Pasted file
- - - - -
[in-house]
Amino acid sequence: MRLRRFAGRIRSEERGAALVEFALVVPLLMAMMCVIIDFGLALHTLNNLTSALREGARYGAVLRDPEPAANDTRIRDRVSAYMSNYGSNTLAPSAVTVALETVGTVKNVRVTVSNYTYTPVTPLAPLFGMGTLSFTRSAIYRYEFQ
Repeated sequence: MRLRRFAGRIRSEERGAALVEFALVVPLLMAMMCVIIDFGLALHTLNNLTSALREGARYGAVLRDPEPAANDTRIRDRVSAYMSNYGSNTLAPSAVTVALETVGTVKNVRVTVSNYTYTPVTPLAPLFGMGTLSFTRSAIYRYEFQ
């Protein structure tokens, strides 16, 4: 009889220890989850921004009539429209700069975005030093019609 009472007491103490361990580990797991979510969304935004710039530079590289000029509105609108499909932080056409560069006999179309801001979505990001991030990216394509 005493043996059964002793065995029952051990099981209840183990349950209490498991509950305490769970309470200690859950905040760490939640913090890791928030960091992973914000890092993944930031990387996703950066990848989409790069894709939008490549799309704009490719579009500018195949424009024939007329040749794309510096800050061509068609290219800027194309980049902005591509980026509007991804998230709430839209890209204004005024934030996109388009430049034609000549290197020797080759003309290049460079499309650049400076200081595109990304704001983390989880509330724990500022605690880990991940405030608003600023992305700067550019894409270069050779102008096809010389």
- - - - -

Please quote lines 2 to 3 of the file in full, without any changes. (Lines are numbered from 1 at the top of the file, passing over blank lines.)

Amino acid sequence: MRLRRFAGRIRSEERGAALVEFALVVPLLMAMMCVIIDFGLALHTLNNLTSALREGARYGAVLRDPEPAANDTRIRDRVSAYMSNYGSNTLAPSAVTVALETVGTVKNVRVTVSNYTYTPVTPLAPLFGMGTLSFTRSAIYRYEFQ
Repeated sequence: MRLRRFAGRIRSEERGAALVEFALVVPLLMAMMCVIIDFGLALHTLNNLTSALREGARYGAVLRDPEPAANDTRIRDRVSAYMSNYGSNTLAPSAVTVALETVGTVKNVRVTVSNYTYTPVTPLAPLFGMGTLSFTRSAIYRYEFQ